Minhajullah Hashmi (25), Minhaj to friends, is just back after a 3,000-plus km solo bike ride across Andhra Pradesh, Maharashtra and Karnataka. He was on a crowd- funding campaign to support rural women with income generating opportunities. “I am happy to have raised ₹1 lakh from this 16-day ride,” he says. He is a software professional from Accenture and member of RAC New Age Engineers, RID 3150. The club plans to provide tailoring courses for 100 underprivileged women and also facilitate their earning by engaging them in making clothes for people in orphanages and old-age homes.
“We have enlisted support from Rotarians also to divert work to benefit these women,” he says. This is his first year in Rotaract and he is “already excited with the number of opportunities that Rotary has to offer.”
Minhaj’s mother, a medical officer with the State government, is his role model. “I know first-hand the power of a woman; my mother worked hard to bring us up as my father passed away when I was just five. And my faith in women was further reinforced when she successfully rolled out a bright future for my four sisters and I. I strongly believe that women can achieve anything and everything if they are exposed to the right opportunities at the right time. They can build a family into a masterpiece if they set their mind to it.”
Minhaj and team had earlier collected ₹65,000 through a fundraiser called Dandya Dhoom and the money was used for education of few orphaned children in Hyderabad.
So, how did he manage to take a fortnight off from work, I ask him. He says he didn’t take leave for the last five months and applied for 10 days leave and included the weekends for his adventure ride. Also, he used his own savings for this trip.
He shares some unforgettable memories from his journey. One was in a village, Nuvapud near Udupi, where he met a physically-challenged woman on a wheelchair. She was all alone and managing a small general store inherited from her father. “I admire her grit. She has even done the Umrah which is a pilgrimage to Mecca, as an alternative to the Hajj. Unlike the Hajj which is done on specific dates according to the Islamic calendar, the Umrah can be performed anytime. When asked if she did not have anybody to support her, she said, ‘I want to help people. I am capable of taking care of myself.’”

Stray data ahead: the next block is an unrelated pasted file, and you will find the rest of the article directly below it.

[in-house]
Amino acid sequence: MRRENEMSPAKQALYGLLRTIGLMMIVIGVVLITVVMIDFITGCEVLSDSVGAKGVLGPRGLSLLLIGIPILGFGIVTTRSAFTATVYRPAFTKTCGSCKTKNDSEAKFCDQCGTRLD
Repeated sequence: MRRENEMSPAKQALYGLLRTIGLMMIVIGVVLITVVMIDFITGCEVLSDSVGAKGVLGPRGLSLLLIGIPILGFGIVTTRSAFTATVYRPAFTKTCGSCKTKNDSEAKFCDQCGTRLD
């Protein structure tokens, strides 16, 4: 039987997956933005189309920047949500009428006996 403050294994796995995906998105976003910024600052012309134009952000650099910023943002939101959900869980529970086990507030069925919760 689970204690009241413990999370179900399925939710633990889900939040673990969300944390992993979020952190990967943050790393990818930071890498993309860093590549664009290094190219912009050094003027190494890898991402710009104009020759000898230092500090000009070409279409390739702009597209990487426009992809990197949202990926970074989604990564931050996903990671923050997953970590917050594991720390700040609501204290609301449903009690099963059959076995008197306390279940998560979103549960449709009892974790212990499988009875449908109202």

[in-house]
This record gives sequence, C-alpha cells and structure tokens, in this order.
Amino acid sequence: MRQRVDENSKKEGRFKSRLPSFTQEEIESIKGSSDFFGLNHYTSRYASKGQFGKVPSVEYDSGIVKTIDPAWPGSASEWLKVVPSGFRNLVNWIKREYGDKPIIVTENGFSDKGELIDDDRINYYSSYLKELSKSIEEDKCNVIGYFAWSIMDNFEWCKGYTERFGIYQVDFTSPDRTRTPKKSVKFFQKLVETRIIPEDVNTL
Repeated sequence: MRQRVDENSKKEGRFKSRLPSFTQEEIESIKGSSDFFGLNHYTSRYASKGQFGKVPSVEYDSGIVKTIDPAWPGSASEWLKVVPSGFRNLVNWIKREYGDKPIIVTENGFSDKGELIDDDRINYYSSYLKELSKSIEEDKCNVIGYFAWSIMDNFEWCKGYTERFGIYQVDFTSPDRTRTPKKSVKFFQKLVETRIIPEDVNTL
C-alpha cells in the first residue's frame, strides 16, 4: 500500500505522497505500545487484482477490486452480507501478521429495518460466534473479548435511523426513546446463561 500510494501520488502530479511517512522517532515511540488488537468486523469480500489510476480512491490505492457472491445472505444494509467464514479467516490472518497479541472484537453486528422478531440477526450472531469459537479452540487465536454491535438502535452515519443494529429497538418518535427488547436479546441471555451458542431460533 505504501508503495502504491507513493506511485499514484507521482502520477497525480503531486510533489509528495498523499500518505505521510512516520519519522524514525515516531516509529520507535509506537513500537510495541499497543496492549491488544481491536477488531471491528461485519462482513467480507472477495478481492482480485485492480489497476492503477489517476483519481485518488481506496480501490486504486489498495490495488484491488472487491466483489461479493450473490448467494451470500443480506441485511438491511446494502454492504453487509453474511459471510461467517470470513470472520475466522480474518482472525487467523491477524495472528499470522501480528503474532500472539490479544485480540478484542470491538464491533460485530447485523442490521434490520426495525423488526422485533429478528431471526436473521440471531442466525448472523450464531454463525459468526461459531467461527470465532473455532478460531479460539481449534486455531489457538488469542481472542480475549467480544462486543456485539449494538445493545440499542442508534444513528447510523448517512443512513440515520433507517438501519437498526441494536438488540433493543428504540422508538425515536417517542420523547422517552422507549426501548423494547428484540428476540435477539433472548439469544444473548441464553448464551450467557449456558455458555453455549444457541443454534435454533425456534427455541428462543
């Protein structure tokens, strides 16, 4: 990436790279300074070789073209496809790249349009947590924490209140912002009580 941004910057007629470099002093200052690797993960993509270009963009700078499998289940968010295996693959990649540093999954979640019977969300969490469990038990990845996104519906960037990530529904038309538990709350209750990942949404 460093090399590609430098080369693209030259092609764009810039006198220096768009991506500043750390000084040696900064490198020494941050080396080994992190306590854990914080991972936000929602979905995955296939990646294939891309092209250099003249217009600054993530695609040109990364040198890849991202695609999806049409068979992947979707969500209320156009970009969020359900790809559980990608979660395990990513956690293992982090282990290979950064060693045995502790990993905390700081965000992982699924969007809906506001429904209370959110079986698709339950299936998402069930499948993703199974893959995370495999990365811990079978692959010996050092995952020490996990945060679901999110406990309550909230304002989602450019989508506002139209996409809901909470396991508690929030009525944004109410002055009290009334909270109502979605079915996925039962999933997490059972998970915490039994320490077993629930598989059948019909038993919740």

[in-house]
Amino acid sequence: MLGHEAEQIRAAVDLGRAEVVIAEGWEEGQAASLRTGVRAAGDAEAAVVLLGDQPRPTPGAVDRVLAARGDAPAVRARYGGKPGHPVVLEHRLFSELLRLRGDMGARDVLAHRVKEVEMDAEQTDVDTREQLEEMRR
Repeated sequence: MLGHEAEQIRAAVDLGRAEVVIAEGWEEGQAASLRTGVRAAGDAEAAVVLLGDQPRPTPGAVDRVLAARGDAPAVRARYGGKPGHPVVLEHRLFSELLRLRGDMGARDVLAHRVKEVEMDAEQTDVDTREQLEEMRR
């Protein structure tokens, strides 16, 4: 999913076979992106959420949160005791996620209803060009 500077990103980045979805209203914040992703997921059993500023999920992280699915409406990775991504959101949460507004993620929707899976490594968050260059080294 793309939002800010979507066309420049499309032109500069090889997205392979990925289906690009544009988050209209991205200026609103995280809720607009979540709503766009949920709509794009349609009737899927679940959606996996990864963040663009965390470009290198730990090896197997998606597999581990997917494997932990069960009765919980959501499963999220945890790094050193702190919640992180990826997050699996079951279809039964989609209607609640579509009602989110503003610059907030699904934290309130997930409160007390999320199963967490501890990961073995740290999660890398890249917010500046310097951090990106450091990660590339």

On another occasion at Amboli, near Goa, he had stopped by at a lodge for the night. He recalls the kindness of the inn-keeper who offered him chapati and fish prepared from his home as the restaurant at a distance accepted only cash and “I had just ₹10 in my pocket and was planning to use my credit card. In fact he fed me breakfast too the next morning before I left the place.”
Asked if Rotary clubs and Rotarians helped him along the way, Minhaj says that he had only sent mailers to the DRRs and so “I didn’t meet the Rotarians, although our parent club RC Secunderabad West supported me. Club members Padmini and Kamal Jain were in touch with me throughout the tour. I shared the Google location with them and the moment I stopped somewhere one of them would call and check if all was well.”
Sahil Vakharkar of RAC Wai gave him valuable tips on riding across the Western Ghats as “that was my first trip on this route. His guidance helped me save 500 km and I was able to attend the RotAsia fest in Goa on time.” He had a memorable reception at the event too.
So how was the solo riding experience? “I was comfortable in my own company. I didn’t have to wait for anyone. And earphones and music were a strict no-no for me, as I had a narrow escape on my previous trip when a lorry overtook me from the right when I was riding on a highway listening to music,” smiles Minhaj.
Presently he is at Srikakulam basking in his mother’s love, who “keeps complaining that I don’t have time for her.”